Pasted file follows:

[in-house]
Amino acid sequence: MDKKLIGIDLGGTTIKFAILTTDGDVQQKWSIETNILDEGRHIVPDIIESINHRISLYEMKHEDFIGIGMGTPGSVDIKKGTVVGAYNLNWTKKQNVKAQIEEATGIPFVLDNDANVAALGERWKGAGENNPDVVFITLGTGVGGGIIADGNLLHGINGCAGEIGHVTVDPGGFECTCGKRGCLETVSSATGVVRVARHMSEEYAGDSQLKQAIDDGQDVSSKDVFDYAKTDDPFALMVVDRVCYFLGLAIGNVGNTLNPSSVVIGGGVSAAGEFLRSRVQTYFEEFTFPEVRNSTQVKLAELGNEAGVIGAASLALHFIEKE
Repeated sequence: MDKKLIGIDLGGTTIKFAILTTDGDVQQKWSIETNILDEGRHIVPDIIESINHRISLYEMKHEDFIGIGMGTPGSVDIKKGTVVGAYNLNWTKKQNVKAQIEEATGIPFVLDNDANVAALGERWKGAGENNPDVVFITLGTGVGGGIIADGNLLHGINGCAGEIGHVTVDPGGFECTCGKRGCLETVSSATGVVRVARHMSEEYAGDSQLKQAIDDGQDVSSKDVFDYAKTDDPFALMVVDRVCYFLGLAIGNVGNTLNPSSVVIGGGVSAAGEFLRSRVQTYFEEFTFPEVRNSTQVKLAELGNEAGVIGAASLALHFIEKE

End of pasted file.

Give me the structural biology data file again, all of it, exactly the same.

[in-house]
Amino acid sequence: MDKKLIGIDLGGTTIKFAILTTDGDVQQKWSIETNILDEGRHIVPDIIESINHRISLYEMKHEDFIGIGMGTPGSVDIKKGTVVGAYNLNWTKKQNVKAQIEEATGIPFVLDNDANVAALGERWKGAGENNPDVVFITLGTGVGGGIIADGNLLHGINGCAGEIGHVTVDPGGFECTCGKRGCLETVSSATGVVRVARHMSEEYAGDSQLKQAIDDGQDVSSKDVFDYAKTDDPFALMVVDRVCYFLGLAIGNVGNTLNPSSVVIGGGVSAAGEFLRSRVQTYFEEFTFPEVRNSTQVKLAELGNEAGVIGAASLALHFIEKE
Repeated sequence: MDKKLIGIDLGGTTIKFAILTTDGDVQQKWSIETNILDEGRHIVPDIIESINHRISLYEMKHEDFIGIGMGTPGSVDIKKGTVVGAYNLNWTKKQNVKAQIEEATGIPFVLDNDANVAALGERWKGAGENNPDVVFITLGTGVGGGIIADGNLLHGINGCAGEIGHVTVDPGGFECTCGKRGCLETVSSATGVVRVARHMSEEYAGDSQLKQAIDDGQDVSSKDVFDYAKTDDPFALMVVDRVCYFLGLAIGNVGNTLNPSSVVIGGGVSAAGEFLRSRVQTYFEEFTFPEVRNSTQVKLAELGNEAGVIGAASLALHFIEKE